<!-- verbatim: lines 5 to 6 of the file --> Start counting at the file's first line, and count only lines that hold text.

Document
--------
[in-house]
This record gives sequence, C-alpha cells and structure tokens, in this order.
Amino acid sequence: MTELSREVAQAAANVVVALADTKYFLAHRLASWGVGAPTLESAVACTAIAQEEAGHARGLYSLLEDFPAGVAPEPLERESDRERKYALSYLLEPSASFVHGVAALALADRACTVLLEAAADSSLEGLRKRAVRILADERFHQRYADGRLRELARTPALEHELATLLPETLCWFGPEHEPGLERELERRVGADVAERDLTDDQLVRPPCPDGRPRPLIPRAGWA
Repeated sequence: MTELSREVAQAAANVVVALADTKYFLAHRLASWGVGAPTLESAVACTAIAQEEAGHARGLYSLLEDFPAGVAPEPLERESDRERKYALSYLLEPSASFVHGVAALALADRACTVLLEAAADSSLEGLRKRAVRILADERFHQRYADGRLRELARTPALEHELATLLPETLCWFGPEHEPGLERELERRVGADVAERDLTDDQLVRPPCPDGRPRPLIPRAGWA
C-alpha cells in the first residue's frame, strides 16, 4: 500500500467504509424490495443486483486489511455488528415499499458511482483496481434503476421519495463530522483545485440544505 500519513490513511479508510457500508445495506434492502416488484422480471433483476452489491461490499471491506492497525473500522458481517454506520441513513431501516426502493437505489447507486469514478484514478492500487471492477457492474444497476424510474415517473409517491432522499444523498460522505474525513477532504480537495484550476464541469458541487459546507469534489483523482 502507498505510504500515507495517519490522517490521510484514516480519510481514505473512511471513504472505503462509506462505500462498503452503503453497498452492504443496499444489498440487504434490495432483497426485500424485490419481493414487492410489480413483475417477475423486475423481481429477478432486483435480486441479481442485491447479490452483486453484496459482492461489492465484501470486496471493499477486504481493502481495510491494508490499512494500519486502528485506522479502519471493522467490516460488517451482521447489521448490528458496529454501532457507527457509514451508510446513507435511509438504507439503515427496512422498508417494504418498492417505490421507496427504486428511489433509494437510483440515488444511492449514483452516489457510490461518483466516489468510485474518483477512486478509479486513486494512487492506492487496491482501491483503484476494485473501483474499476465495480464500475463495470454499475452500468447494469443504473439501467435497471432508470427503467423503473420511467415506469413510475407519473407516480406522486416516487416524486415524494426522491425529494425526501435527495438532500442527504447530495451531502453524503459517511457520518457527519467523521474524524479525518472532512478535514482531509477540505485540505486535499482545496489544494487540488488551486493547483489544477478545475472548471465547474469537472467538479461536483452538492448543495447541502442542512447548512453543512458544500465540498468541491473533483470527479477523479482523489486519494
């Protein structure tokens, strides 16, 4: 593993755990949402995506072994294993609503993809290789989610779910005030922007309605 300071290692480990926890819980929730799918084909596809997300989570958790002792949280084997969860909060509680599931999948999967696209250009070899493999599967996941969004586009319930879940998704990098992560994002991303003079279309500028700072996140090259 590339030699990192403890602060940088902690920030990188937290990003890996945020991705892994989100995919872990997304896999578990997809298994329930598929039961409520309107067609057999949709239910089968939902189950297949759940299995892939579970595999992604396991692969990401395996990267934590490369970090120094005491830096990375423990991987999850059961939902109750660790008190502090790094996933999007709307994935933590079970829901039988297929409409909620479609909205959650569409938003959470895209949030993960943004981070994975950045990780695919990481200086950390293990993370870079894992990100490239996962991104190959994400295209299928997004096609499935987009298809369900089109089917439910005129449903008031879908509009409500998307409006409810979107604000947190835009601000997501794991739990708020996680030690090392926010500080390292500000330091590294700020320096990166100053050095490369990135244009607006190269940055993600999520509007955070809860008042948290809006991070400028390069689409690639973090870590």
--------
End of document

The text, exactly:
C-alpha cells in the first residue's frame, strides 16, 4: 500500500467504509424490495443486483486489511455488528415499499458511482483496481434503476421519495463530522483545485440544505 500519513490513511479508510457500508445495506434492502416488484422480471433483476452489491461490499471491506492497525473500522458481517454506520441513513431501516426502493437505489447507486469514478484514478492500487471492477457492474444497476424510474415517473409517491432522499444523498460522505474525513477532504480537495484550476464541469458541487459546507469534489483523482 502507498505510504500515507495517519490522517490521510484514516480519510481514505473512511471513504472505503462509506462505500462498503452503503453497498452492504443496499444489498440487504434490495432483497426485500424485490419481493414487492410489480413483475417477475423486475423481481429477478432486483435480486441479481442485491447479490452483486453484496459482492461489492465484501470486496471493499477486504481493502481495510491494508490499512494500519486502528485506522479502519471493522467490516460488517451482521447489521448490528458496529454501532457507527457509514451508510446513507435511509438504507439503515427496512422498508417494504418498492417505490421507496427504486428511489433509494437510483440515488444511492449514483452516489457510490461518483466516489468510485474518483477512486478509479486513486494512487492506492487496491482501491483503484476494485473501483474499476465495480464500475463495470454499475452500468447494469443504473439501467435497471432508470427503467423503473420511467415506469413510475407519473407516480406522486416516487416524486415524494426522491425529494425526501435527495438532500442527504447530495451531502453524503459517511457520518457527519467523521474524524479525518472532512478535514482531509477540505485540505486535499482545496489544494487540488488551486493547483489544477478545475472548471465547474469537472467538479461536483452538492448543495447541502442542512447548512453543512458544500465540498468541491473533483470527479477523479482523489486519494
């Protein structure tokens, strides 16, 4: 593993755990949402995506072994294993609503993809290789989610779910005030922007309605 300071290692480990926890819980929730799918084909596809997300989570958790002792949280084997969860909060509680599931999948999967696209250009070899493999599967996941969004586009319930879940998704990098992560994002991303003079279309500028700072996140090259 590339030699990192403890602060940088902690920030990188937290990003890996945020991705892994989100995919872990997304896999578990997809298994329930598929039961409520309107067609057999949709239910089968939902189950297949759940299995892939579970595999992604396991692969990401395996990267934590490369970090120094005491830096990375423990991987999850059961939902109750660790008190502090790094996933999007709307994935933590079970829901039988297929409409909620479609909205959650569409938003959470895209949030993960943004981070994975950045990780695919990481200086950390293990993370870079894992990100490239996962991104190959994400295209299928997004096609499935987009298809369900089109089917439910005129449903008031879908509009409500998307409006409810979107604000947190835009601000997501794991739990708020996680030690090392926010500080390292500000330091590294700020320096990166100053050095490369990135244009607006190269940055993600999520509007955070809860008042948290809006991070400028390069689409690639973090870590």